Dr. Clinton Rudolph Hackney affectionately referred to as Sam Houston University's "Mr. Music," brought great distinction to the Department of Music during his tenure there. As its first chairman and band director, he arrived on campus in 1937 to find a faculty of two. During his 20-year dynamic leadership, the department grew continually and gained recognition as one of the outstanding music schools in the state.
Born in Wortham, Texas, on May 8, 1905, Dr. Hackney was the only child of Charles Clinton Hackney and Zena McLelland Hackney. As a child, he enjoyed hearing his father, uncles and cousins rehearsing to play in the Wortham Municipal Band, and his mother practicing piano to accompany the church choir. As a teenager, he joined his musical family in performing in the community band.
He entered Texas Christian University as a freshman in 1922 and received a B.B.A. degree in 1926. During his college years, he played cornet in the band for four years under the aegis of TCU Bandmaster J. E. King, who strongly encouraged him to become a bandmaster and teacher. Colonel R. J. Dunn of Texas A&M University also encouraged him to make teaching music his lifetime vocation. Sports also figured prominently in his life. He was an avid tennis player and a member of the TCU track team.
His first job out of college was at Teague High School for a semester. Then he returned home to Wortham to become principal and coach of the high school. It was here that he met and married the math teacher, Eva Mae Halbert. In 1929 he and his bride moved to Caldwell where he taught and served as bandmaster. The young couple became the parents of Clint, Jr. and John during the Caldwell years which ended in 1936 when he moved to Mexia to teach and serve as bandmaster there. After two years in Mexia, the family relocated to what was to become their permanent home in Huntsville when Dr. Hackney joined the faculty of Sam Houston State Teachers College (later Sam Houston State University).
Dr. Hackney received his Bachelor of Music degree from VanderCook School of Music in Chicago in 1937. His M.A. was awarded in 1939 from Sam Houston, and his thesis was a valuable documentary on A HISTORY OF THE TEXAS MUSIC EDUCATORS ASSOCIATION. In 1951, he was honored with an honorary Doctor of Music from Southern College of Fine Arts. In 1994 he received a Distinguished Alumni Award from Sam Houston. In 1988, he was named to the Texas Christian University Homed Frog Band Hall of Fame, honored for "having a major influence on high school and university music throughout the state."
When he joined the Sam Houston Music Department it flourished, and a new music building was erected in 1951. From 1937 to 1948, Dr. Hackney directed both the famous Bearkat Marching Band and the concert band. In 1940, the Twirling and Drum Major Schools were organized and established on campus. The first session in 1940 had 25 students. By 1967, the school accommodated more than 600 students. In 1947, the first Cheerleading School in the United States was founded by Dr. Hackney on the Sam Houston campus. During his chairmanship of the Sam Houston Music Department, four national music fraternities were petitioned and established on campus.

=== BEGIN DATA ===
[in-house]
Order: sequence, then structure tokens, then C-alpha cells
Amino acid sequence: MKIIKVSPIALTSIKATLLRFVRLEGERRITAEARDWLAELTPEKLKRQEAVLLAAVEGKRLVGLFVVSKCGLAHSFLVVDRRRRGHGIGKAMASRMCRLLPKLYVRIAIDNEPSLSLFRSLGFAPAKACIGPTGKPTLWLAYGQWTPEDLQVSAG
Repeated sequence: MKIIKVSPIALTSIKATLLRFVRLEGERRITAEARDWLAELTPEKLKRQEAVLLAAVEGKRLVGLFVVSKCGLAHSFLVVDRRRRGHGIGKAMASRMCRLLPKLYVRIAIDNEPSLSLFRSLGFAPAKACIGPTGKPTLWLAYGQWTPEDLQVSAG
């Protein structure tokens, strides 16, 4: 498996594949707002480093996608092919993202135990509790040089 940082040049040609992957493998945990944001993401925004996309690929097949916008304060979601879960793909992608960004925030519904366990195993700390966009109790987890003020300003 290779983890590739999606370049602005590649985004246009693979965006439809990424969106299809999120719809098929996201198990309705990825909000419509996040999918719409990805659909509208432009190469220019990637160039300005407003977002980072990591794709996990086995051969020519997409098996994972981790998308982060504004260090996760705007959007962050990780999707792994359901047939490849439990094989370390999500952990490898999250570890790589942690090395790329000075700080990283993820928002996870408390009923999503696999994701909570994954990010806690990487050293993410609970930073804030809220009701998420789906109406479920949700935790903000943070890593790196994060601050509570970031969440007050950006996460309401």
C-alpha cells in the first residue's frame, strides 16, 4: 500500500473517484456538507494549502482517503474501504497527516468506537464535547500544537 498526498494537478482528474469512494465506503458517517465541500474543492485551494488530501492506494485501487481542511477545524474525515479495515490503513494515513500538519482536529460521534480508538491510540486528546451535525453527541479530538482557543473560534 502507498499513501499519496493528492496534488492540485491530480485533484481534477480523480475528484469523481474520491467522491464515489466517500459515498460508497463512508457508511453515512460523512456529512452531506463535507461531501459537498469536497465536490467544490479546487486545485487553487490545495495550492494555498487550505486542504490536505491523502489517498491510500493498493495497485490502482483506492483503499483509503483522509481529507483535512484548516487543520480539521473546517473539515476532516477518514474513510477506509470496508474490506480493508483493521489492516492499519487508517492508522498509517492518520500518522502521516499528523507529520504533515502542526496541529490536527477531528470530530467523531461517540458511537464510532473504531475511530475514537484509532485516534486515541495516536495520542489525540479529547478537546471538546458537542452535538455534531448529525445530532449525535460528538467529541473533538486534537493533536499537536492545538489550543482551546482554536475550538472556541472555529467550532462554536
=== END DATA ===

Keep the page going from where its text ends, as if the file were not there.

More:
During the years of World War II, Dr. Hackney organized an All-Girl Swing Band and toured Army and Navy bases in the state, playing special programs and dances for servicemen. The band received national attention when they were flown by special charter to Kearne Army Air Force Base in Nebraska by an Army C-47. Also under his direction, the Houstonians, the college stage band, was formed. For two summers during the war years, he also directed the Sam Houston-Mexican Field School in connection with the University of Puebla.
Dr. Hackney has served as President of the Texas Association of Music Schools, as Chairman of the East Texas Bandmasters Association and has been a noted adjudicator throughout the state of Texas. In 1961, the Executive Board of the United States Twirling Association unanimously selected him to receive an honorary lifetime membership. This association also presented him with an honorary degree, "Doctor of Baton Twirling" and gave him lifetime membership. In 1972, the International Twirling Teachers Institute honored him in Italy.
The author of Marching Maneuvers Series published by Remick Music Corporation, he was also author of Colonel Irons, published in 1937, which is said to be the first drum ensemble published.
He is a member of the TMEA, TSTA TCTA, Phi Mu Alpha Sinfonia and Kappa Kappa Psi.
Dr. Hackney stepped down as Chairman of the Music Department in 1957 to resume full-time teaching duties and retired from the faculty in 1968 to devote himself to other interests. In 1946, together with his wife and brother-in-law, Maurice Halbert, he formed H&H Music Company in Houston which eventually grew to a chain of more than 11 music stores in the Houston area headed by his son, Clint Hackney, Jr. The stores were sold in 1983.
Dr. Hackney has been involved in many activities in Huntsville, including President of the Rotary Club, member of the City Council, member of the Official Board of the First Methodist Church, the Wesley Foundation and the Methodist Men's Organization. He has been a member of the Board of Directors of the First National Bank of Huntsville and on the Conference Board of World Service and Finance of the Methodist Church. He has also served as Chairman of the Board of H&H Music Company and is a past member of the Board of Directors of The Methodist Hospital of Houston.
In recent years, Dr. Hackney has devoted his time to gentleman ranching and to spending time with his four grandsons, Clint III, Steve, Malcolm and David, and to great grandsons, Travis and Bryce.